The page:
Foto: Matthias Friel
This seminar will provide an overview of the history of Ukrainian literature and culture. It will do so from an unusual perspective: by focusing on poetry and the theme of resistance. Our exploration will span the period from the emergence of modern Ukrainian literature to the poetry expressing trauma and resilience in the face of Russia’s ongoing full-blown war against Ukraine.
The first work of modern Ukrainian literature was Ivan Kotliarevsky’s Eneїda (1789), a book-length poetic travesty of Virgil’s The Aeneid, which ushered in a gentle subversion of the imperial centre. Taras Shevchenko, Ukraine’s “first national intellectual” (Oksana Zabuzhko), and a major literary and political figure in Ukrainian history, was much less gentle in his innovative poetry. Through his anti-imperial verse, he vigorously opposed the Russian tsardom and enunciated Ukraine’s national and democratic aspirations, which led to his arrest and exile.
Taking the work of Kotliarevsky and Shevchenko as our starting point, we will then move on to examine other salient junctures of poetic resistance in Ukraine: groundbreaking women’s writing, modernist making of subjectivity in the shadow of the Soviet, dissident poetry of the self in the Gulag, ecopoetics before and in the aftermath of the Chornobyl disaster, the lyric of revolution from 1917 to the Euromaidan, among others. We will follow the trajectory of poetic resistance up to the shocking events of the war unfolding before our eyes and engendering the poetry that attempts to articulate pain, struggle, grief and hope.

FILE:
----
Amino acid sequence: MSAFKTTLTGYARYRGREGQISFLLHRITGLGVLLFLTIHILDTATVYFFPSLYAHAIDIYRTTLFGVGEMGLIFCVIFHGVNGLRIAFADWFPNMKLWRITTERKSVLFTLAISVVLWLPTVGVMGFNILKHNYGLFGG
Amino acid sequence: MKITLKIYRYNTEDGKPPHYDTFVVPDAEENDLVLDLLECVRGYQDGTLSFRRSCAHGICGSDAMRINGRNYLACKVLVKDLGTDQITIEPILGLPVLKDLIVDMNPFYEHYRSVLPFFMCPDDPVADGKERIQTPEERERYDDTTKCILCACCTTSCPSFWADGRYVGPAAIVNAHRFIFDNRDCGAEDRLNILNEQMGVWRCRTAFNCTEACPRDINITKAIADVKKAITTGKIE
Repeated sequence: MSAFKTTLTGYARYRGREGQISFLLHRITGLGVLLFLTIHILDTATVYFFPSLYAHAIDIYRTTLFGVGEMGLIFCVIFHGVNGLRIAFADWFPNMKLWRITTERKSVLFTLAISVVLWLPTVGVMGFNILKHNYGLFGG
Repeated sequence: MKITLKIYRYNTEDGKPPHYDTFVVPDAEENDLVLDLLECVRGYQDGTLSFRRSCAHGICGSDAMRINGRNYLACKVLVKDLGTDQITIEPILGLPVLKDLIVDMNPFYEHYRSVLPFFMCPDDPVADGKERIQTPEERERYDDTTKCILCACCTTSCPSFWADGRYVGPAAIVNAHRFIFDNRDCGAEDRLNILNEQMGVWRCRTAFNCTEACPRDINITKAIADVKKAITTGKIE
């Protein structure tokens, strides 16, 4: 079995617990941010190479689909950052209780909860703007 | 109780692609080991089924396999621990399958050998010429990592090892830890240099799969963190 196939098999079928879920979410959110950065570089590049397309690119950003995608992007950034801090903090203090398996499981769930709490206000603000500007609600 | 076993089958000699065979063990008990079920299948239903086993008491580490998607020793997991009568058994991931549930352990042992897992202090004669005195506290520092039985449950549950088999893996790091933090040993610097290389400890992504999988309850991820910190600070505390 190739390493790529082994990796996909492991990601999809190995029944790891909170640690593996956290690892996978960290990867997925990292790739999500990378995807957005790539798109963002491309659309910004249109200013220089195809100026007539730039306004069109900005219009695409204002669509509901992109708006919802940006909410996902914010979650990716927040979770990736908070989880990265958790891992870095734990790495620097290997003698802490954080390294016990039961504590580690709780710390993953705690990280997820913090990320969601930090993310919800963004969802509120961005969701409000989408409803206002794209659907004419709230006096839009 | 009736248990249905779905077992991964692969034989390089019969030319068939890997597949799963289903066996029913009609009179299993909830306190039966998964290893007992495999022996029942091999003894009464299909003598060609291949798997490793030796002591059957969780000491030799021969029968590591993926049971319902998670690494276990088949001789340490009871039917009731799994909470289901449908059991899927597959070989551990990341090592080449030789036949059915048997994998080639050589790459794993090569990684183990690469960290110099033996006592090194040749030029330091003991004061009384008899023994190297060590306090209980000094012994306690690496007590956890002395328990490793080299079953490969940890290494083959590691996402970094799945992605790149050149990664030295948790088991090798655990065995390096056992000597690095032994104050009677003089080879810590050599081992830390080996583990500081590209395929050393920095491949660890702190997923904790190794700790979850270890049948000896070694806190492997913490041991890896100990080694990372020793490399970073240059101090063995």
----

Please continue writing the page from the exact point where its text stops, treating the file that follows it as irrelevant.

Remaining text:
The seminar will be held in English, some materials will be provided in German. While knowledge of Ukrainian is a great asset, it is not required or expected for this course.
The seminar will be held online and open to students from other universities.
regelmäßige Anwesenheit, Essay (4-6 Seiten)
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